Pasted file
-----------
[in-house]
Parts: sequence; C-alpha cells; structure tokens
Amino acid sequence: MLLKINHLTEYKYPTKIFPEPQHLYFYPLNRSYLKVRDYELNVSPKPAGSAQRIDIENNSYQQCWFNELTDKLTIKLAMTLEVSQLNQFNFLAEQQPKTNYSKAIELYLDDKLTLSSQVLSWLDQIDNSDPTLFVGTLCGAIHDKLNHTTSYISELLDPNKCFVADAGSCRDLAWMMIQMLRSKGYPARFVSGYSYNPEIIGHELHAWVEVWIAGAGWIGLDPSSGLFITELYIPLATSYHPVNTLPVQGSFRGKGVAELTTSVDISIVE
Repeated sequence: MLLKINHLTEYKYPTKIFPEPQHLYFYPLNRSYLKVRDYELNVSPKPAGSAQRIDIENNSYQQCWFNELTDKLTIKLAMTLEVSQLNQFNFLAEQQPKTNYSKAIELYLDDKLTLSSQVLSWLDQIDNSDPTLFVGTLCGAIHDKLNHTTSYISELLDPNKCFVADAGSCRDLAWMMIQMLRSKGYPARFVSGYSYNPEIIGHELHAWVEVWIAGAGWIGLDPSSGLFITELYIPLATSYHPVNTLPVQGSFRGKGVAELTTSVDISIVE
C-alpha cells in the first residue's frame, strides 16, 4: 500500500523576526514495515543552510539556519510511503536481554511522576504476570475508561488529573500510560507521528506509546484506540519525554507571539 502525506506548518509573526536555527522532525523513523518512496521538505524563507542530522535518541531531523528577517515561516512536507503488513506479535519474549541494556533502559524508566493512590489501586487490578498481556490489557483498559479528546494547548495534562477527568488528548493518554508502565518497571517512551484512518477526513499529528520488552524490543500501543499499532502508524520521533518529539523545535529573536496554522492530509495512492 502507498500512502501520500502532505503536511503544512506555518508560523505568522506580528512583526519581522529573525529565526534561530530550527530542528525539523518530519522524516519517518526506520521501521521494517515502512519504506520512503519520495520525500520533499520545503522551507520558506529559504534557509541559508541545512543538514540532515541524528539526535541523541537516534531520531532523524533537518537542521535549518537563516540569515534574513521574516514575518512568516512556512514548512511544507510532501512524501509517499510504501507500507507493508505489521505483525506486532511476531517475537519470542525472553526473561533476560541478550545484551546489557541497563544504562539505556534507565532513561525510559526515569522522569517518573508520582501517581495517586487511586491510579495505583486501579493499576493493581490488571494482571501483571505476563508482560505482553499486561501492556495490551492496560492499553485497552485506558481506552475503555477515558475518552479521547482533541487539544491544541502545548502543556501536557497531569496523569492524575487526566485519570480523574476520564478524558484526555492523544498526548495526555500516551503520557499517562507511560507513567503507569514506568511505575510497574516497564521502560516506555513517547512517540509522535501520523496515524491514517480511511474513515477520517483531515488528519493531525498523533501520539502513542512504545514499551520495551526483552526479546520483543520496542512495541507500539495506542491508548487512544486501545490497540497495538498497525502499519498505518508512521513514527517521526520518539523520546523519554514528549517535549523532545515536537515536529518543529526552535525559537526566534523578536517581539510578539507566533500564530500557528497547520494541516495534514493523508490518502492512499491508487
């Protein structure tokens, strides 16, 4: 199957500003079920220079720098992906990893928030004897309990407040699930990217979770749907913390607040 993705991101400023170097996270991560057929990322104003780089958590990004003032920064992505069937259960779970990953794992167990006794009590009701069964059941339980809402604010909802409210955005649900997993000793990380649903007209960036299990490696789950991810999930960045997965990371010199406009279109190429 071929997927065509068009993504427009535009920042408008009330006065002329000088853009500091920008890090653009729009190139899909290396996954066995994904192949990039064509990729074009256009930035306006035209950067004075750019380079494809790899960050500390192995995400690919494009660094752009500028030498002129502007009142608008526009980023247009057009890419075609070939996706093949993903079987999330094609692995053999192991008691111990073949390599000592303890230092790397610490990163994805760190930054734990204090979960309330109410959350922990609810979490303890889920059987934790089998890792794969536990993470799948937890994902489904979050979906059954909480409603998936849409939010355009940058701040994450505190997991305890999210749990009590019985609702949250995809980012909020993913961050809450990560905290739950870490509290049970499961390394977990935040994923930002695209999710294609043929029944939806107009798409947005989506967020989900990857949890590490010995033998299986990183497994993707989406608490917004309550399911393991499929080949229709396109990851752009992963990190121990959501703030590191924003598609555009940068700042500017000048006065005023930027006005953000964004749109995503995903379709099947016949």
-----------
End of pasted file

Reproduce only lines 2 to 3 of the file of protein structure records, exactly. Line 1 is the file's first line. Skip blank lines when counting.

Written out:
Parts: sequence; C-alpha cells; structure tokens
Amino acid sequence: MLLKINHLTEYKYPTKIFPEPQHLYFYPLNRSYLKVRDYELNVSPKPAGSAQRIDIENNSYQQCWFNELTDKLTIKLAMTLEVSQLNQFNFLAEQQPKTNYSKAIELYLDDKLTLSSQVLSWLDQIDNSDPTLFVGTLCGAIHDKLNHTTSYISELLDPNKCFVADAGSCRDLAWMMIQMLRSKGYPARFVSGYSYNPEIIGHELHAWVEVWIAGAGWIGLDPSSGLFITELYIPLATSYHPVNTLPVQGSFRGKGVAELTTSVDISIVE